Wildlife viewing comes in all shapes, sizes and varieties in Santa Cruz County. Looking for furry friends? Take a hike at Big Basin Redwoods State Park to spot some deer. Want to see whales? Head out on the bay on a whale watching excursion and see the magnificent creatures breach boatside. Hoping for a more mellow viewing adventure? See migrating monarchs among the eucalyptus or travel south to the Watsonville wetlands for some great bird watching. There are so many ways to view and enjoy the vast wildlife abounding in Santa Cruz, but one of my favorite go-tos is tide pooling. You never know what you will find, and the best part, it’s always in season! Here’s a list of some top spots to take to the tides and explore the Santa Cruz coastline.
NATURAL BRIDGES STATE BEACH
Not only does Natural Bridges State Beach house the photogenic and famous rock bridge, it also serves as the seasonal home to thousands of migrating monarch butterflies each year. And if that isn’t enough, there are also some fantastic tide pools begging to be explored. As you head down to the beach, you will see tide pools on the right side that are home to all sorts of creatures. Crabs, sea anemones, starfish, mussels, and algae are all regular residents to the pools. If you go: spend some extra time at the state beach and visit the seasonal monarch butterflies.
Santa Maria’s is another great spot for tide pool creature spotting. The usual suspects/creatures are sure to line the cavernous tide pools but it’s also known to have some more unusual guest appearances…as in, octopi. A tiny, yet amazing little octopus showed up at my last Santa Mo’s adventure and all the tide pool spectators were in awe of its ability to flawlessly camouflage over the different surroundings. Another favorite guest appearance at Santa Maria’s, although not in the tide pools, are the dolphins that seem to love a good sunset surf session. If you go: Enjoy the tide pool wildlife, but keep your eyes peeled for more creatures in waves.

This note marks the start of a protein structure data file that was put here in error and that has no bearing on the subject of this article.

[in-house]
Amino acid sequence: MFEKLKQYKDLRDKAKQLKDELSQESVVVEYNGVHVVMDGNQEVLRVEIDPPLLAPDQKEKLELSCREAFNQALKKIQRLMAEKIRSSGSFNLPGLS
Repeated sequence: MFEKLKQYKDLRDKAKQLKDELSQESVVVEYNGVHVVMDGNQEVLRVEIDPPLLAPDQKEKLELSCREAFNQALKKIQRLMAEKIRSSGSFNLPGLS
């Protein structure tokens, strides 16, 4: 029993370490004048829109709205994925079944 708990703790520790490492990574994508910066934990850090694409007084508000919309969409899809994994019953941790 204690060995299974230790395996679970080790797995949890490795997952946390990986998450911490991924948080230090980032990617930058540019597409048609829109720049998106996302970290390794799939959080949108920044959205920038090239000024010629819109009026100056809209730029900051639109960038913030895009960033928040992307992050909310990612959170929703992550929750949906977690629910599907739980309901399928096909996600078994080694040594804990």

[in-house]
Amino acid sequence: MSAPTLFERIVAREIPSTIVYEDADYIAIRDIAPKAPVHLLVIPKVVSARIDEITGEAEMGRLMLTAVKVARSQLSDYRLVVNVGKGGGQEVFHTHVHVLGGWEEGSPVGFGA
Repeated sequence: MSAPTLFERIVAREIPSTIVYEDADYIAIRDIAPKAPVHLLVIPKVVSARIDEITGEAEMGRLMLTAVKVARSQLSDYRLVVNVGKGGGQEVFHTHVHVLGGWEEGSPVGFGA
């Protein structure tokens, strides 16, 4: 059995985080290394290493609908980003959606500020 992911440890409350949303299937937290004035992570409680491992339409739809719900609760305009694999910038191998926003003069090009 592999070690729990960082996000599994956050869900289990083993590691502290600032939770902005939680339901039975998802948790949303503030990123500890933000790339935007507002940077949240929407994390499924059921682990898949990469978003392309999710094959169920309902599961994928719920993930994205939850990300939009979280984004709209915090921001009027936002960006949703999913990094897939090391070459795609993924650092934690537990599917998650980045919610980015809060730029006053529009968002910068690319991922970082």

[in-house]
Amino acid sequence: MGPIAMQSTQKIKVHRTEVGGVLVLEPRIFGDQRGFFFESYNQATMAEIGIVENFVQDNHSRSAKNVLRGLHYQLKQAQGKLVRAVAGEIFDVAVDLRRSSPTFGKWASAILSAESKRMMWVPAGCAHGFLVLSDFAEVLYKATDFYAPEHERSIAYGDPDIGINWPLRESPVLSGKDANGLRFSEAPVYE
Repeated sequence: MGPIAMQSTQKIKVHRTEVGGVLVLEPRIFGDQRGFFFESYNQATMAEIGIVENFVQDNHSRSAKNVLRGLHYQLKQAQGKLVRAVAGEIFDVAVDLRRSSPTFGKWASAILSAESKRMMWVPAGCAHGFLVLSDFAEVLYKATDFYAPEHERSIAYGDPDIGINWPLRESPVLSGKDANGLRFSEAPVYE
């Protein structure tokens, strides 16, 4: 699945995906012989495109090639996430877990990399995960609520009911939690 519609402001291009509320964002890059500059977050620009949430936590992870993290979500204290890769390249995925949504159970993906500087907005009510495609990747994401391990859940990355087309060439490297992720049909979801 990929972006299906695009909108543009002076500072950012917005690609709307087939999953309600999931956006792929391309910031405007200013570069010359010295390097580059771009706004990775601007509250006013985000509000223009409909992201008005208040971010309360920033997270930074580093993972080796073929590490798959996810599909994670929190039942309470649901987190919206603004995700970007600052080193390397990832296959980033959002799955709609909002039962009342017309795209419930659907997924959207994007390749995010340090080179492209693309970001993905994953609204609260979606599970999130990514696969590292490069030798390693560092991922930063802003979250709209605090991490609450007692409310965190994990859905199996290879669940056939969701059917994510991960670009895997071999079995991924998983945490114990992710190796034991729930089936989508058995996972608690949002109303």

WILDER RANCH STATE PARK
Wilder Ranch is a must-see state park for any Santa Cruz visitor. The tide pools are the icing on the cake for this historic ranch preserving a working dairy farm, an 1840 adobe, and a Victorian farmhouse on 7,000 beautiful coastal acres. The landscape is varied with grasslands, oaks, knobcone pines, coastal redwoods, and douglas-firs and sea creatures aren’t the only wildlife calling Wilder home. As you walk through the park, deer, bobcats, coyotes and the occasional feral barn cat can be spotted. Once you reach the rugged coast you can find the perfect spot to explore the tide pools and take in the vast views looking north and south along the shoreline. If you go: Take time to enjoy the historic dairy farm, adobe and farmhouse, horses, and in the spring, enjoy a colorful display of wildflowers.
Low tides can uncover some tide pool gems that are not typically accessible for exploring. During low tides, Pleasure Point often uncovers expansive tide pools teeming with sea life.
Another low tide gem is Davenport Landing. Just look at the beauty unveiled during a recent November low tide. Instagram Fan, @jablico said, “it was a minus tide so we could walk forever…so blessed to live in paradise!”
If the weather or tides aren’t cooperating for a pooling adventure, consider visiting the Seymour Marine Discovery Center at Long Marine Lab to experience some tide pool creatures first hand – literally – in there touch pools. And if touching various starfish, learning about different kelps & crabs isn’t enough, pet a shark! Yes, really.
It is easy to see why tide pooling is a local and visitor favorite. With the ever changing tides, weather, waves, and creatures found, it makes every tide pool adventure a unique and memorable experience.
SAFETY AND PRESERVATION
Always remember to tread lightly on the living coast and view, but do not disturb, the delicate ecosystem. Also, for your safety, never turn your back on the ocean; being so close to the waters’ edge, tide pooling spots are often subject to unexpected surges of waves – be careful and cautious and never get too close to the edge. For information about protecting and preserving the Monterey Bay Sanctuary and the beaches we love, visit the Monterey Bay National Marine Sanctuary Exploration Center and SaveOurShores.org.